Is anyone exempt from the Individual Mandate and subsequent penalty?
You may qualify for an exemption from the penalty if:
  • You're uninsured for less than three months of the year.
  • The lowest-priced coverage you can get would cost you more than 8% of your household income.
  • You don't have to file a tax return because your income is too low.
  • You're a member of a federally-recognized tribe or eligible for services through an Indian Health Services provider.
  • You're a member of a recognized health care sharing ministry.
  • You're a member of a recognized religious sect with religious objections to insurance, including Social Security and Medicare.
  • You're incarcerated and not being held pending disposition of charges.
  • You're not lawfully in the United States.
  • You qualify for a hardship exemption.
What is a Health Insurance Marketplace?
As part of the health care reform law, Health Insurance Marketplaces, also called Health Insurance Exchanges, were established to make it easy to sign up for health insurance plans that meet the requirements under the law. Individual states were to set up their own Marketplace, but for those that didn't do that, residents can purchase from the federal Marketplace. To purchase a plan from a state Marketplace, you must meet any residency requirements set by that state.

For more information on Health Insurance Market-places, go to or call them at 800-318-2596.

Who manages the Marketplaces?
That depends. Some states established their own state-based Marketplace, while others are using the federal Marketplace. The federal Marketplace is managed by the Centers for Medicare & Medicaid Service (CMS).

Regardless of who manages the Marketplace in your state, your can go to or call 800-318-2596 to be directed to the Marketplace applicable to you.

When is open enrollment for plans offered through the Marketplaces, and when would they become effective?
Go to to see when the next Marketplace open enrollment period begins. Plans purchased through a Marketplace run on a calendar year, not your academic year like the school-sponsored student health insurance plan.

You may be able to purchase coverage through a Marketplace outside of the open enrollment period, but only if you've had a Qualifying Life Event (QLE). These include things like losing insurance from another source, experiencing a change in your family size (marriage, divorce, a new child), moving to a new state, or changes in your income.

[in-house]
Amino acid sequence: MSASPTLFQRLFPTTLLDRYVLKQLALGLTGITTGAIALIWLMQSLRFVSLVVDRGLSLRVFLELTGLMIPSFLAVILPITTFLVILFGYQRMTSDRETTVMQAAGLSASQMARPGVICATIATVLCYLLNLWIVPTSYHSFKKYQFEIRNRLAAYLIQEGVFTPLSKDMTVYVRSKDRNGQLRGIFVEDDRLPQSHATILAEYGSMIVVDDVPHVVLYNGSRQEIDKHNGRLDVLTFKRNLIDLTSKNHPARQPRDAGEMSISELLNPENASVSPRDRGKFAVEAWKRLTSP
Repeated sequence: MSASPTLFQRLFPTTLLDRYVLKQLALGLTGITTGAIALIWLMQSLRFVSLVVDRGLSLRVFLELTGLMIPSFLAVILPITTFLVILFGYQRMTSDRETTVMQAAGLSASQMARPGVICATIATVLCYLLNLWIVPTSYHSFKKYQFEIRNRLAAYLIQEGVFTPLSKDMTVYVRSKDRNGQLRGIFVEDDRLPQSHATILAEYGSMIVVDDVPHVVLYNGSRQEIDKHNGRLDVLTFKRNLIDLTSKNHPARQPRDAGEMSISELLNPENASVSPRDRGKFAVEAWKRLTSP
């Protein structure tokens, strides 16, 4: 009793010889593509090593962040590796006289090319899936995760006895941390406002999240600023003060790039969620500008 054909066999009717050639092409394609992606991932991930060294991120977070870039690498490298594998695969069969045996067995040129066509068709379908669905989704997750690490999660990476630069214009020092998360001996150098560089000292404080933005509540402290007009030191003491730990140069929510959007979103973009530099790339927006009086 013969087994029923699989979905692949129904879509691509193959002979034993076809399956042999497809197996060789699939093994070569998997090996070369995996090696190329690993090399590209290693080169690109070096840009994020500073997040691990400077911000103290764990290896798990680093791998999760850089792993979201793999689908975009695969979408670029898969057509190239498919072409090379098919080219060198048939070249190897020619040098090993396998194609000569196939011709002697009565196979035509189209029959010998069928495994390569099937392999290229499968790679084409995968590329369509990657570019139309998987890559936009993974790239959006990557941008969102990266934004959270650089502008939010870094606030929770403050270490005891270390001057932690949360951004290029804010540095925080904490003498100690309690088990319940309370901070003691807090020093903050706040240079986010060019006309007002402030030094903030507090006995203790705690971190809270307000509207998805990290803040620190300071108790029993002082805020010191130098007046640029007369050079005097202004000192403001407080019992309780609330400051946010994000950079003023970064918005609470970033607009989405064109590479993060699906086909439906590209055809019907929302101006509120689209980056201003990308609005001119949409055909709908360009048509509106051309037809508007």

What kinds of health insurance options are available through the Marketplaces?
There are five categories of plans offered through Marketplaces. Plans in each category pay different amounts of the total costs of an average person's care. This takes into account the plan's monthly premiums, deductibles, copayments, coinsurance, and out-of-pocket maximums. The actual percentage you'll pay in total or per service will depend on what you use during the year. The five categories are:
  • Platinum: Your health plan pays 90% on average. You pay about 10%.
  • Gold: Your health plan pays 80% on average. You pay about 20%.
  • Silver: Your health plan pays 70% on average. You pay about 30%.
  • Bronze: Your health plan pays 60% on average. You pay about 40%.
  • Catastrophic: These plans pay less than 60% of the total average cost of care. These are only available to those under 30 years of age, or those with a hardship exemption.

Depending on your household size and income, you may qualify for a premium tax credit that lowers the monthly premium on a Marketplace plan. Sometimes referred to as a subsidy, these are only available on Marketplace plans (except for catastrophic plans).

Once you've enrolled in a Marketplace plan, you cannot change that plan unless you've experienced a Qualifying Life Event (QLE). These include things like losing insurance from another source, experiencing a change in your family size (marriage, divorce, a new child), moving to a new state, or changes in your income.

What is the "Catastrophic Plan" offered through the Marketplaces?
Catastrophic plans are only available to those up to 30 years of age or those who have qualified for a hardship exemption.

This type of plan tends to have lower premiums, but there is a trade-off. While it covers three primary care visits per year at no cost and some preventive services are free, everything else requires you meet your deductible before the plan helps cover costs. The deductible can be pretty high on these plans.

You cannot get a premium tax credit with a catastrophic plan. You must pay the standard price.

Who is eligible for a premium tax credit, or subsidy, through the Marketplaces?
According to the IRS, you may be eligible for a premium tax credit if you meet all of the following:
  • You purchase health insurance through a Marketplace.
  • You are not eligible for coverage through an employer or a government plan.
  • You fall within certain income limits.
  • You cannot be claimed as a dependent by another person.
  • You don't file a Married Filing Separately tax return (unless you meet the criteria related to victims of domestic abuse and spousal abandonment).
  • To determine your eligibility for a premium tax credit, go to or call 800-318-2596.
Who is eligible for Medicaid under PPACA?